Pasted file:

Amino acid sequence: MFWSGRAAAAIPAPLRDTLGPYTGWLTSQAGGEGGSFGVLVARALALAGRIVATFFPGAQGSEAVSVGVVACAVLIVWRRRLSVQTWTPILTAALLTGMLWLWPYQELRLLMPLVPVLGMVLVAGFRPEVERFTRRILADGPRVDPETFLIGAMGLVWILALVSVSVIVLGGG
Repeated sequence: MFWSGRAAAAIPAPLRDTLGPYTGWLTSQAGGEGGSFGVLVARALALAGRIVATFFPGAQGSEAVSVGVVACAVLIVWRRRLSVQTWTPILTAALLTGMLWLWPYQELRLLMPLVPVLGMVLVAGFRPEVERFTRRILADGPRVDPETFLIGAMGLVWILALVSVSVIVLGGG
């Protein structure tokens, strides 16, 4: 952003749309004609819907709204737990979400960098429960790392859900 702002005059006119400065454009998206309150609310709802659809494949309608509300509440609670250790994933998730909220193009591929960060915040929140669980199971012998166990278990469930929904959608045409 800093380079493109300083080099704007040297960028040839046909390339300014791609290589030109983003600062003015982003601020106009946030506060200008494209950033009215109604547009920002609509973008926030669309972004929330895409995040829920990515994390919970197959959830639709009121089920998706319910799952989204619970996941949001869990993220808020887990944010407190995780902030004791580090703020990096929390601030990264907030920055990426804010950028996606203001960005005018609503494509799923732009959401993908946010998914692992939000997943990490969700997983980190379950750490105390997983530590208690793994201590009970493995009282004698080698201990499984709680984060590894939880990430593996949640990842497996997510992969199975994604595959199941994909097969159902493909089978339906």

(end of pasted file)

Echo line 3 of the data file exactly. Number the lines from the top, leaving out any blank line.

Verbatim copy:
């Protein structure tokens, strides 16, 4: 952003749309004609819907709204737990979400960098429960790392859900 702002005059006119400065454009998206309150609310709802659809494949309608509300509440609670250790994933998730909220193009591929960060915040929140669980199971012998166990278990469930929904959608045409 800093380079493109300083080099704007040297960028040839046909390339300014791609290589030109983003600062003015982003601020106009946030506060200008494209950033009215109604547009920002609509973008926030669309972004929330895409995040829920990515994390919970197959959830639709009121089920998706319910799952989204619970996941949001869990993220808020887990944010407190995780902030004791580090703020990096929390601030990264907030920055990426804010950028996606203001960005005018609503494509799923732009959401993908946010998914692992939000997943990490969700997983980190379950750490105390997983530590208690793994201590009970493995009282004698080698201990499984709680984060590894939880990430593996949640990842497996997510992969199975994604595959199941994909097969159902493909089978339906």